Soil sustains life in many ways, but soil is also a limiting and non-renewable natural resource. Current best practices, including “organic” and “sustainable” agriculture, have become both movements as well as trademarks. At best these practices and associated regulations aim to protect this valuable resource. At worst, these practices are expensive and may be harmful to the sustainability of soil and ecosystems. In this class, we will take a critical look at the current state of organic farming at a local, national and international level, to critically evaluate the claims that organic is sustainable to soils, and that organic is more healthy for ecosystems and communities. As microbiologists, we aim to integrate our understanding of microbes with how they live in soil, and how they have become adapted to, and applied to, modern agriculture in organic and sustainable ways.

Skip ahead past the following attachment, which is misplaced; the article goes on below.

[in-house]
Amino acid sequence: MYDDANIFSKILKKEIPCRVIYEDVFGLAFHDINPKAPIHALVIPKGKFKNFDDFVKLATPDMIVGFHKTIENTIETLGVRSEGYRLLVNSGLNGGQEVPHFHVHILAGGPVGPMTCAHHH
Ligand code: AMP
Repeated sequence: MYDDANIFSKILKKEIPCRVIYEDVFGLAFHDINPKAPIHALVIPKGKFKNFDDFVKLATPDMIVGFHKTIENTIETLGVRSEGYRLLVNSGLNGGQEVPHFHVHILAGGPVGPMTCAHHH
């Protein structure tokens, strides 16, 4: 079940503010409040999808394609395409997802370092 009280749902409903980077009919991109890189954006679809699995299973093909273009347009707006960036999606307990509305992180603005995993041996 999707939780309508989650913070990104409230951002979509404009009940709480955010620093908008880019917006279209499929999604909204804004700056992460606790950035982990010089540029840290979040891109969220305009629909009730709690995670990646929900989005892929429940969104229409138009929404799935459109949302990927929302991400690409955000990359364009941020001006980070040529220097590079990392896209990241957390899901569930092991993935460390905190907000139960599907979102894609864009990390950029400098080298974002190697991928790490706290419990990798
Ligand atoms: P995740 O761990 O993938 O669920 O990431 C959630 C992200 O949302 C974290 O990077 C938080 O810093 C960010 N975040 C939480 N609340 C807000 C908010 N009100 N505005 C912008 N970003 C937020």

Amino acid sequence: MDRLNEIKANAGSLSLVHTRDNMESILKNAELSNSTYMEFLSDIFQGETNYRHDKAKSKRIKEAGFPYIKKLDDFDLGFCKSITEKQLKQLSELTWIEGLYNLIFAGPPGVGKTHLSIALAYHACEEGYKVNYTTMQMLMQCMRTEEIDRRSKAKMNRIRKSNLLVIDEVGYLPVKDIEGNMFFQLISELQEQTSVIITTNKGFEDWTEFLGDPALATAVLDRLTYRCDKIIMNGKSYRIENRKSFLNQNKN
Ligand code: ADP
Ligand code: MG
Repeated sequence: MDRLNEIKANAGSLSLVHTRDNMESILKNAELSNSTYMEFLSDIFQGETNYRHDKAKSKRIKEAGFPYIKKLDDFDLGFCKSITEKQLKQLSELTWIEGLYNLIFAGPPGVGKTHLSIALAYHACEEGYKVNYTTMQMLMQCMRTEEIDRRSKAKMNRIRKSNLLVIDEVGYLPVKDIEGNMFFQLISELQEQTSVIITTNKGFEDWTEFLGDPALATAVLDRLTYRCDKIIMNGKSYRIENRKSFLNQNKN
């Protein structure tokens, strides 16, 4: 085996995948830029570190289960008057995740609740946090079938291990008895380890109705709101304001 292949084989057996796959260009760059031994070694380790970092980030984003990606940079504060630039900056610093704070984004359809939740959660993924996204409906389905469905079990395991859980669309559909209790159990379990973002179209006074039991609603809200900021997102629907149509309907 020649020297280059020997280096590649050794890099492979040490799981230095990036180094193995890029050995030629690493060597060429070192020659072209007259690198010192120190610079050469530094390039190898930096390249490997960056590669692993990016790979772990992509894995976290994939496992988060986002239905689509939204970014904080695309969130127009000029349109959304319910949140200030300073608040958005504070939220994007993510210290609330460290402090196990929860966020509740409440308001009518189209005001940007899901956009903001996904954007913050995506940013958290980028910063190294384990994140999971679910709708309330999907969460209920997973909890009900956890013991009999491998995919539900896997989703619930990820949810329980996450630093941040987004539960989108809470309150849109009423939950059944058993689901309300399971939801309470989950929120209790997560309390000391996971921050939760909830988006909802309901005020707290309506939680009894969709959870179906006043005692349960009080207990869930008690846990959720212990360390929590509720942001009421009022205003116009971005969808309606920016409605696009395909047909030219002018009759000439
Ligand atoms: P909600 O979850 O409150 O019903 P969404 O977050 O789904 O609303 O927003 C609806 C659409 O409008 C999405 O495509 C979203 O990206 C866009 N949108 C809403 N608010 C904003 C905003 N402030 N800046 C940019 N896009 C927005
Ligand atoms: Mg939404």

By the end of the class, students should be able to answer the following questions. What are the advantages to organic fertilizers, pesticides, GMO bans, bans on ionizing radiation and organic land management practices have over more “traditional” farm practices? How do these new practices affect ecosystem and community health? Is organic farming sustainable? Students should come away from this course with an appreciation of soils as a limiting natural resource, and an appreciation of the efforts of conservation from the perspective of farmers, policy makers as well as consumers.
This class meets on Mondays, Wednesdays, and Fridays from Sept 3 through Oct 1, 2014, and will fulfill one third of the GenEd requirement for the Integrative Experience.